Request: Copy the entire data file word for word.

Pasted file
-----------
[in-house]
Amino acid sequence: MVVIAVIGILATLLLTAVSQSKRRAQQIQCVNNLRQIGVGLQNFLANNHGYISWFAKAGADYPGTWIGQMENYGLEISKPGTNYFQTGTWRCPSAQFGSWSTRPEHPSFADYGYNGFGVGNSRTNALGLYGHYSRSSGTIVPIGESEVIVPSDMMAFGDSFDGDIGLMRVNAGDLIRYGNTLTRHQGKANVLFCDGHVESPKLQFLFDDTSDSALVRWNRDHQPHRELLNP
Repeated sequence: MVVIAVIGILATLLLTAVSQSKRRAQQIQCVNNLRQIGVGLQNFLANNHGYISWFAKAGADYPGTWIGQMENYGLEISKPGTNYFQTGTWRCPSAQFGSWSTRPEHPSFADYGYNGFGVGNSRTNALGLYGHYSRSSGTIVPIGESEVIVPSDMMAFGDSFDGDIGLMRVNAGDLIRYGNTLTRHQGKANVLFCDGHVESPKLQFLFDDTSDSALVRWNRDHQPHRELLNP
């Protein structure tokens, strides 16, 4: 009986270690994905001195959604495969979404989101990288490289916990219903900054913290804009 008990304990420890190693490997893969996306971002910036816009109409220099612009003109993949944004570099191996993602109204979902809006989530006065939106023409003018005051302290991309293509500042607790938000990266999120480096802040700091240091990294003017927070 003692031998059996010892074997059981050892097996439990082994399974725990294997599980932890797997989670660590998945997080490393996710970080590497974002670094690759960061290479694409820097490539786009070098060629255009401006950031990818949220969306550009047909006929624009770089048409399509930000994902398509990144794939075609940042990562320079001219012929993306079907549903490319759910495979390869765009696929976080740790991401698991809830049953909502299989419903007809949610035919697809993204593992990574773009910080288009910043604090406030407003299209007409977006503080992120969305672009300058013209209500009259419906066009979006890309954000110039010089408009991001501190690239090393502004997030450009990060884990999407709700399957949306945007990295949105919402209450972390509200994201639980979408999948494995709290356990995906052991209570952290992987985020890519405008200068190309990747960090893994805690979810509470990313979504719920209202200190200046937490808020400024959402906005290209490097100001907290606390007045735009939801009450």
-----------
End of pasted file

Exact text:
[in-house]
Amino acid sequence: MVVIAVIGILATLLLTAVSQSKRRAQQIQCVNNLRQIGVGLQNFLANNHGYISWFAKAGADYPGTWIGQMENYGLEISKPGTNYFQTGTWRCPSAQFGSWSTRPEHPSFADYGYNGFGVGNSRTNALGLYGHYSRSSGTIVPIGESEVIVPSDMMAFGDSFDGDIGLMRVNAGDLIRYGNTLTRHQGKANVLFCDGHVESPKLQFLFDDTSDSALVRWNRDHQPHRELLNP
Repeated sequence: MVVIAVIGILATLLLTAVSQSKRRAQQIQCVNNLRQIGVGLQNFLANNHGYISWFAKAGADYPGTWIGQMENYGLEISKPGTNYFQTGTWRCPSAQFGSWSTRPEHPSFADYGYNGFGVGNSRTNALGLYGHYSRSSGTIVPIGESEVIVPSDMMAFGDSFDGDIGLMRVNAGDLIRYGNTLTRHQGKANVLFCDGHVESPKLQFLFDDTSDSALVRWNRDHQPHRELLNP
């Protein structure tokens, strides 16, 4: 009986270690994905001195959604495969979404989101990288490289916990219903900054913290804009 008990304990420890190693490997893969996306971002910036816009109409220099612009003109993949944004570099191996993602109204979902809006989530006065939106023409003018005051302290991309293509500042607790938000990266999120480096802040700091240091990294003017927070 003692031998059996010892074997059981050892097996439990082994399974725990294997599980932890797997989670660590998945997080490393996710970080590497974002670094690759960061290479694409820097490539786009070098060629255009401006950031990818949220969306550009047909006929624009770089048409399509930000994902398509990144794939075609940042990562320079001219012929993306079907549903490319759910495979390869765009696929976080740790991401698991809830049953909502299989419903007809949610035919697809993204593992990574773009910080288009910043604090406030407003299209007409977006503080992120969305672009300058013209209500009259419906066009979006890309954000110039010089408009991001501190690239090393502004997030450009990060884990999407709700399957949306945007990295949105919402209450972390509200994201639980979408999948494995709290356990995906052991209570952290992987985020890519405008200068190309990747960090893994805690979810509470990313979504719920209202200190200046937490808020400024959402906005290209490097100001907290606390007045735009939801009450």